In addition, I have a friend who was peripherally involved in a murder case. He was a witness to an act of violence against someone who was later murdered by the same perpetrator. This prior act was also considered inadmissible. After the fact, some of the jurors in the case were on a national television newsmagazine. They were played the 911 tapes of the prior incident and admitted that they would have been swayed by this if it had been presented in court.

But there is a reason that some information is inadmissible. It isn't because it's not the truth. We may not agree with the judges' rationales (and I certainly didn't in the above cases), but they make their decisions based on their knowledge of the law and not on emotions or a sense of retribution (we hope). I certainly don't think we should just trust all authority figures. But I also don't think we should always trust ourselves and we certainly shouldn't always trust the 12 random people who couldn't get out of jury duty and who have no knowledge of the law other than what they saw in the O.J. Simpson trial, which was hardly a stellar example of grave jurisprudence.

Back to the letter. The writer suggests that the jury should be allowed to question the lawyers, witnesses and defendants. This may sound great on the surface. But after my experience on a jury, all I can say is I am utterly relieved that some of these people never had a chance to open their mouths in that courtroom. It was bad enough listening to them in deliberation. Some of them didn't seem to have heard anything said in the courtroom other than what they wanted to hear. Others didn't seem to have heard even that.

There has to be some kind of a bar (no pun intended) for participation. Otherwise, we won't have trials, we'll have "The Jerry Springer Show". ("Yo, how come you didn't slap that bitch?") Another letter writer also has a much higher opinion of the general populace than I do.

Jurors’ use of the Internet reflects both the day-to-day importance of the Internet as well as a revolt against a system that insists on keeping intelligent and discerning jurors from being given the whole truth before they render a verdict. We should have greater faith in jurors’ abilities to separate and weigh evidence properly.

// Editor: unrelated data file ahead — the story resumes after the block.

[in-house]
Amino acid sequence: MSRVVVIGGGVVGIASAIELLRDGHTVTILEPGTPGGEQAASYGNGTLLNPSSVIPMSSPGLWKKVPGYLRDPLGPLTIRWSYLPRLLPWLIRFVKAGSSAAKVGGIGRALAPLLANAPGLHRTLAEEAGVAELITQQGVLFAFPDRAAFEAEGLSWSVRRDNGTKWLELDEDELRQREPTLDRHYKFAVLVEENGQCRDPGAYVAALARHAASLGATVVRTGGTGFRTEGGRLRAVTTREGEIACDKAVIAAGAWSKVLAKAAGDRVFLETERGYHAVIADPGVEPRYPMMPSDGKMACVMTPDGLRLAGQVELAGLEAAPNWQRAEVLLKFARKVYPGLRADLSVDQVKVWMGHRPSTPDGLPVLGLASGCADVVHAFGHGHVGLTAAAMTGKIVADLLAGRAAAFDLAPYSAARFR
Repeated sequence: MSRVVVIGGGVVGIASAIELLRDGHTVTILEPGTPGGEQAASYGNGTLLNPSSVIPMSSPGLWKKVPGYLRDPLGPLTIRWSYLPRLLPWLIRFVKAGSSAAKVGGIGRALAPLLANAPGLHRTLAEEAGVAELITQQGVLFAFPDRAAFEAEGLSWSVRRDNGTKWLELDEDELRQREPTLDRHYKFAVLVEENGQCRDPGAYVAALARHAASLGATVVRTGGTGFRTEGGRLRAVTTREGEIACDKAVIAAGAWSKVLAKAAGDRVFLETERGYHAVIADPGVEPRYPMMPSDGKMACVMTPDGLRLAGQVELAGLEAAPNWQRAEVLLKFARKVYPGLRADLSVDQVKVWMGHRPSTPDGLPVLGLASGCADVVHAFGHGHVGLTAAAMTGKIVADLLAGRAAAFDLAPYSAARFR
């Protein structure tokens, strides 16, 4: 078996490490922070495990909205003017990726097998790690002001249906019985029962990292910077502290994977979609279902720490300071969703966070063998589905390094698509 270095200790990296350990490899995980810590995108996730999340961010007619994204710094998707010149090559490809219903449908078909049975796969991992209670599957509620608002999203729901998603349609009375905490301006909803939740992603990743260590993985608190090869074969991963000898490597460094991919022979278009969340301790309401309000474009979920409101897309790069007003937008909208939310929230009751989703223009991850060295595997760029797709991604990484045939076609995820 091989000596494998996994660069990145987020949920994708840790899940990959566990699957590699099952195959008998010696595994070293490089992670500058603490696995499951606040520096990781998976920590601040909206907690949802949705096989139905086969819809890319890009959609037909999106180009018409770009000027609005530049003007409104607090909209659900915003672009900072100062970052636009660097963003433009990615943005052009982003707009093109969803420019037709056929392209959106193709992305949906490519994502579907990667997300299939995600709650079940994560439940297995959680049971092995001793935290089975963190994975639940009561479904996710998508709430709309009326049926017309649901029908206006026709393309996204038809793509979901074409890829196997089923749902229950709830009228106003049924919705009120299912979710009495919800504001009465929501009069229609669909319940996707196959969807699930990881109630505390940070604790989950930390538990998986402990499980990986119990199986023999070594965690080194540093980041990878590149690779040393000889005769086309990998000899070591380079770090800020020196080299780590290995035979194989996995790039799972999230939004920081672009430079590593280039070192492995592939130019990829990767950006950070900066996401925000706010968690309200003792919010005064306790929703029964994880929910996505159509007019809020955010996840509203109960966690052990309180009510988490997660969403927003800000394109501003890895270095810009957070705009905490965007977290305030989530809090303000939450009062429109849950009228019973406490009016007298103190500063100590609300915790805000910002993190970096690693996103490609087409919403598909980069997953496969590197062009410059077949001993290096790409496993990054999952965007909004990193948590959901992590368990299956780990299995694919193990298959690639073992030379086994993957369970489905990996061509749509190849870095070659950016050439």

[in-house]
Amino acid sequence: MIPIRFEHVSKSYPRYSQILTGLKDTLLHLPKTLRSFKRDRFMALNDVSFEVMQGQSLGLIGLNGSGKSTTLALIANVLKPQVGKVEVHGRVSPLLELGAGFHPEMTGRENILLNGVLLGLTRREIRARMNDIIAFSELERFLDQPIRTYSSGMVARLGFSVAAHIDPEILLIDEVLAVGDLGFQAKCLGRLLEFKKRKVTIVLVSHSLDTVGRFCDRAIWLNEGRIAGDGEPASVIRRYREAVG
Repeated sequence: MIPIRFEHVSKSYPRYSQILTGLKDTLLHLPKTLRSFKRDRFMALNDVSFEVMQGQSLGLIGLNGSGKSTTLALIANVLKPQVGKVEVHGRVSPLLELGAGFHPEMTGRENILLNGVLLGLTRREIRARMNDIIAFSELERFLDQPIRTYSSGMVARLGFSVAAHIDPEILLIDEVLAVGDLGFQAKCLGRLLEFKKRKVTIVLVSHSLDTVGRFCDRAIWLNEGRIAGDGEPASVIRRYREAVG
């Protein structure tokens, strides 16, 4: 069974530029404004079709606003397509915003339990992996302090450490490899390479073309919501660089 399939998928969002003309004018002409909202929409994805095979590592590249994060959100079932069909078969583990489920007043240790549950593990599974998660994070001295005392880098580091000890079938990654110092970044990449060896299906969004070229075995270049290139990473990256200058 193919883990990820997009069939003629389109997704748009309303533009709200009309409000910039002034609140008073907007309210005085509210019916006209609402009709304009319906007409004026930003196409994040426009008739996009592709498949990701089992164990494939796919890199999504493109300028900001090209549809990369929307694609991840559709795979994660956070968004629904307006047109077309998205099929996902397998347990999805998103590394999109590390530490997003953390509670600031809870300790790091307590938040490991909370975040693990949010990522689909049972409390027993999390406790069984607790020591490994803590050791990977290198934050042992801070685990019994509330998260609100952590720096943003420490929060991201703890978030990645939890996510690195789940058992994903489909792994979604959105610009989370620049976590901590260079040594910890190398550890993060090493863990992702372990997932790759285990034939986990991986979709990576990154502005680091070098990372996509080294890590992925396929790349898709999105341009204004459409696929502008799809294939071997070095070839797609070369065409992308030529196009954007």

Okay, again this is great in theory. But I counted one other juror in my trial who seemed truly intelligent and discerning. There were about three or four others who seemed at least marginally capable of coming around to reason, if such a thing should ever rear its homely head. The rest of them I wouldn't trust with the decision on whether we should all stab ourselves in the eyes with chopsticks. You can have greater faith in people, if that's your thing. I sure don't.

Another letter writer modulates this concept some.

Allowing jurors to submit questions that are screened by the judge for witnesses is one way to overcome the limitations of the purely adversarial trial system.

As full an account of the truth as possible is the goal of a trial, and answering admissible juror questions can mitigate the problem of jurors seeking better understanding of the facts of a case outside the courtroom.

Okay, I can get behind that. This would allow some participation from the jury but keep control of the situation in the hands of the professionals. The judge could decide which, if any, questions were relevant and mediate in their dissemination. In this case, the middle ground is entirely reasonable and should be acceptable to all parties.

Monday, March 23, 2009

A Curt Meditation, Entirely Lacking in Schilling

So pitcher Curt Schilling has announced his retirement. To which the response would be, "He wasn't retired?"

I've always had mixed feelings about Schill. He was inspirational in 2004. The bloody sock game was one of the highlights of Red Sox history. And he said he was coming to end the World Series drought for the Sox and he did. Bravo, Mr. Man.

On the downside, right after the 2004 victory he went right out and started shilling for George W. Bush's election. (Not re-election, mind you. He lost the first time, as we seem to forget.) This is his prerogative, of course. I can't stand it when people say that Bruce Springsteen and the Dixie Chicks should just shut the hell up and sing. Schilling had every right to speak his mind. But it made me like him a lot less. Call me petty. That's politics.